Review law to keep corrupt state workers out of office, says ICPAK

National Treasury Chief Administrative Secretary Nelson Gaichuhie and Institute of Certified Public Accountants chairperson Julius Mwatu during the 34th ICPAK annual conference at Whitesands Hotel Mombasa on May 22, 2018. Photo/CHARLES MGHENYI
National Treasury Chief Administrative Secretary Nelson Gaichuhie and Institute of Certified Public Accountants chairperson Julius Mwatu during the 34th ICPAK annual conference at Whitesands Hotel Mombasa on May 22, 2018. Photo/CHARLES MGHENYI

Accountants of Kenya want public servants found guilty of corruption completely blacklisted from holding any public position.

This even as Kenyans continue to wait for arrests and convictions of Cabinet Secretaries, Chief executives, Principal Secretaries, governors among other high-profile sentencing of those found guilty.

In its submission on the Budget Policy Statement 2019, The Institute of Certified Public Accountants of Kenya raised concerns on increased finance theft in public offices.

Kenya is ranked among the most corrupt countries in the world at position 144 out of 180 according to the Corruption Perception Index 2018 by Transparency International.

“Amend the law and provisions on public finance management, anti-money laundering, leadership, and integrity to strengthen asset recovery mechanism,” ICPAK chair Julius Mwatu said.

The institute also wants the law strengthened to compel those found guilty to return stolen assets or face hefty penalties.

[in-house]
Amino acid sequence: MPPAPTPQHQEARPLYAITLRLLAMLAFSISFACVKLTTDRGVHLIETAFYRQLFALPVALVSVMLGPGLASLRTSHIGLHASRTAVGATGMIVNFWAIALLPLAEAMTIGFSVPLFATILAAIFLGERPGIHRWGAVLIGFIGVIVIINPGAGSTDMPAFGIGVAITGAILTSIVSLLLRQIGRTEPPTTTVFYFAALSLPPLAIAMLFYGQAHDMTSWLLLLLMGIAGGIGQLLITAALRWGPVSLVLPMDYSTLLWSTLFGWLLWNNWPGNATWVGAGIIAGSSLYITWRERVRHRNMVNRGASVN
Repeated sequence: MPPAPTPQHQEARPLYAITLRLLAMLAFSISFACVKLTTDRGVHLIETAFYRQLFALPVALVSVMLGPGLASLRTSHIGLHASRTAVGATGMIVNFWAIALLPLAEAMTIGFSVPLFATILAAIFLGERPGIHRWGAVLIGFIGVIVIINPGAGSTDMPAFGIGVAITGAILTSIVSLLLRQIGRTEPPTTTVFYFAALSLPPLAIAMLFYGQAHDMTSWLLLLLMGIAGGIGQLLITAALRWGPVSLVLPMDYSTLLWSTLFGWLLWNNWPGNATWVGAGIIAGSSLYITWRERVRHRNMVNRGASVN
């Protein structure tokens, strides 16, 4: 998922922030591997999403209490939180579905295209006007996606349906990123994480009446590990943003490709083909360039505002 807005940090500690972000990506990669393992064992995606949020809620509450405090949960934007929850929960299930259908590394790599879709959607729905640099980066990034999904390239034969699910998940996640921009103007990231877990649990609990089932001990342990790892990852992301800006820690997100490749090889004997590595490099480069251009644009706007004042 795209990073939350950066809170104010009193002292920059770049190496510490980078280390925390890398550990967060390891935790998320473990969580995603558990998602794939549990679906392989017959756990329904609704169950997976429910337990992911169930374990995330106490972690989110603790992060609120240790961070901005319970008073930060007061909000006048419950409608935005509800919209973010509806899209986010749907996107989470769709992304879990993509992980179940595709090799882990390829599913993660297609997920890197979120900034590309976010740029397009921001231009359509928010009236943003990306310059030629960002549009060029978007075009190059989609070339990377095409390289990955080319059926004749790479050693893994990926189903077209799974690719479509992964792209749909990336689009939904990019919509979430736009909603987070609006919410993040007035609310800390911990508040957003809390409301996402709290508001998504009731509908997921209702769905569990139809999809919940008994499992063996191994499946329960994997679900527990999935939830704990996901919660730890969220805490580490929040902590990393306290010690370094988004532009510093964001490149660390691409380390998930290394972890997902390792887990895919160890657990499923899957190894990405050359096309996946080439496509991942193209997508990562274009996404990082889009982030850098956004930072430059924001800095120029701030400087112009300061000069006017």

According to the Ethics and Anti-Corruption Commission, Kenya is losing an estimated Sh608 billion to corruption yearly, which is 7.8 per cent of Kenya’s GDP as of July 2018.

Top of the areas of concerns in regard to corruption include public procurement, public service, land administration, customs administration, and funds misappropriation

Current financial year budget is Sh3.074 trillion with the biggest chunk of it ( Sh1.6 trillion) going towards funding the functions of the National government.

Despite existing pieces of legislation on the matter and increased calls by President Uhuru Kenyatta on the fight against corruption, ICPAK says little has been achieved.

“Kenya has an elaborate legal architecture. Nevertheless, we continue to witness myriad cases of funds misappropriation and increased scandal in both public and private entities,” Mwatu said.

The accountants also questioned the National Treasury, and Commission on Revenue Allocation for using outdated audited financial statements opening a loophole to swindle public funds.

In their presentation, they noted that the use of up to date audited results will enable open revenue share and enhance accountability of funds in a timely manner.

Analysis by the institute shows that the Division of Revenue Act has been using the 2013/14 audited account as the basis for equitable share.

According to the National Ethics and Corruption report released last year by EACC, Muranga, Trans Nzoia, Mandera, Kirinyaga and Marsabit are the top five most corrupt counties in Kenya.

The report shows the biggest bribe is demanded from people seeking tenders, employment, construction certificates, clearance of goods from ports and other entry points willing to part with between Sh20,000- Sh65,000.